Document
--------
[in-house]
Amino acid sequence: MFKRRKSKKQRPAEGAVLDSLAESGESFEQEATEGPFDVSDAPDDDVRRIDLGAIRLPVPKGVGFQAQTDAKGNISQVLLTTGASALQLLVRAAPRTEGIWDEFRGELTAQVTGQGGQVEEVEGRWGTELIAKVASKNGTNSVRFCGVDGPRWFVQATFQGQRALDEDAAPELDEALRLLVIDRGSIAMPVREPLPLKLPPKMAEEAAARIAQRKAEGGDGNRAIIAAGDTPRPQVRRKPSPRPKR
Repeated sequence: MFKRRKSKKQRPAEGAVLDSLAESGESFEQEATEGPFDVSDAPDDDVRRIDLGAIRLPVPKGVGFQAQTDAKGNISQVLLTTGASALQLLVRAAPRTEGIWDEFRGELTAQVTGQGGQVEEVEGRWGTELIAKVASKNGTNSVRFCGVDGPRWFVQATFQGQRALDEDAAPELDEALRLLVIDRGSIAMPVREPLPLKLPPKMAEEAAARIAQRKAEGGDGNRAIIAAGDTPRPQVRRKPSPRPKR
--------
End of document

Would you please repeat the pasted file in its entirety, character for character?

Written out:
[in-house]
Amino acid sequence: MFKRRKSKKQRPAEGAVLDSLAESGESFEQEATEGPFDVSDAPDDDVRRIDLGAIRLPVPKGVGFQAQTDAKGNISQVLLTTGASALQLLVRAAPRTEGIWDEFRGELTAQVTGQGGQVEEVEGRWGTELIAKVASKNGTNSVRFCGVDGPRWFVQATFQGQRALDEDAAPELDEALRLLVIDRGSIAMPVREPLPLKLPPKMAEEAAARIAQRKAEGGDGNRAIIAAGDTPRPQVRRKPSPRPKR
Repeated sequence: MFKRRKSKKQRPAEGAVLDSLAESGESFEQEATEGPFDVSDAPDDDVRRIDLGAIRLPVPKGVGFQAQTDAKGNISQVLLTTGASALQLLVRAAPRTEGIWDEFRGELTAQVTGQGGQVEEVEGRWGTELIAKVASKNGTNSVRFCGVDGPRWFVQATFQGQRALDEDAAPELDEALRLLVIDRGSIAMPVREPLPLKLPPKMAEEAAARIAQRKAEGGDGNRAIIAAGDTPRPQVRRKPSPRPKR